Speech-Language Therapist Kaihaumanu Reo ā-Waha

Speech-language therapists assess and treat people who have problems with communication or swallowing. This may include difficulties with speech, language, thought processes or moving their bodies.

Speech-language therapists may do some or all of the following:

  • assess and diagnose communication disorders such as stuttering or lisps
  • co-ordinate and plan treatments
  • help individuals learn to speak, move or communicate
  • lead group therapy sessions
  • help children and adults learn to swallow and eat
  • report on their clients
  • educate and advise clients and their families.

Physical Requirements

Speech-language therapists need to have clear speech and good hearing.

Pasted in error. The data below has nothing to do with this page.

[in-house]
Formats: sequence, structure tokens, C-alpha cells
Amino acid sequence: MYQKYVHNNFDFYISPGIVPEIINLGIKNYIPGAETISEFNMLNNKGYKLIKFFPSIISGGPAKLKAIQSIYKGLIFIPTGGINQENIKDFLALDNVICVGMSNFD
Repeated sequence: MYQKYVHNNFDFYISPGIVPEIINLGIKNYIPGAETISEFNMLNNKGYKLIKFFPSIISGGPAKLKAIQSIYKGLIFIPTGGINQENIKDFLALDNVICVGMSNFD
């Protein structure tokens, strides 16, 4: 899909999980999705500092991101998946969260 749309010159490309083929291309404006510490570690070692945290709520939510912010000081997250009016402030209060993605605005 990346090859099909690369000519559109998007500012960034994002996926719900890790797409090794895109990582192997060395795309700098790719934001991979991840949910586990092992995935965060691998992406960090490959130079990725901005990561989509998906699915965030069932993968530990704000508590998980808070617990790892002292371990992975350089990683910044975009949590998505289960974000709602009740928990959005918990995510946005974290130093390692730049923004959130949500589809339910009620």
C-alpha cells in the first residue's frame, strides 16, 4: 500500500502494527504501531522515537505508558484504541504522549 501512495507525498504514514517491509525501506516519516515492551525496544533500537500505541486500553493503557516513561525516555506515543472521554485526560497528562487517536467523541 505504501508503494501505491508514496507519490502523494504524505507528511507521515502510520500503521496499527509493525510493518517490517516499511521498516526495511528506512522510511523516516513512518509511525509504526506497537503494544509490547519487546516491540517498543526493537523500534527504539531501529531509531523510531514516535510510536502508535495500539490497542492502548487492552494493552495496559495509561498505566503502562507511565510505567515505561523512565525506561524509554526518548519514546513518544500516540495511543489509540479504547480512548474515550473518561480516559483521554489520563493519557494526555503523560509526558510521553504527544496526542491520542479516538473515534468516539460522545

Useful Experience

Experience with young children is useful.

Personal Qualities

Speech-language therapists need to be:

  • patient and supportive
  • able to put people at ease
  • good communicators
  • able to work with people of all ages, cultural backgrounds and lifestyles.

Useful Experience

Experience with young children is useful.

Subject Recommendations

A tertiary entrance qualification is required to enter further training. Useful subjects include biology, chemistry, health, languages, te reo Māori and English.

Speech-Language Therapists can earn around $47K-$100K per year per year.

Speech-language therapists may progress into management or research roles. They may also move between work in the education or health industries.

Speech-language therapists may specialise in a field of work, or work with particular groups of people, such as:

  • children (paediatrics)
  • the elderly
  • children and adults who have physical disorders, such as swallowing difficulties or cleft lips or palates.
Speech-Language Therapist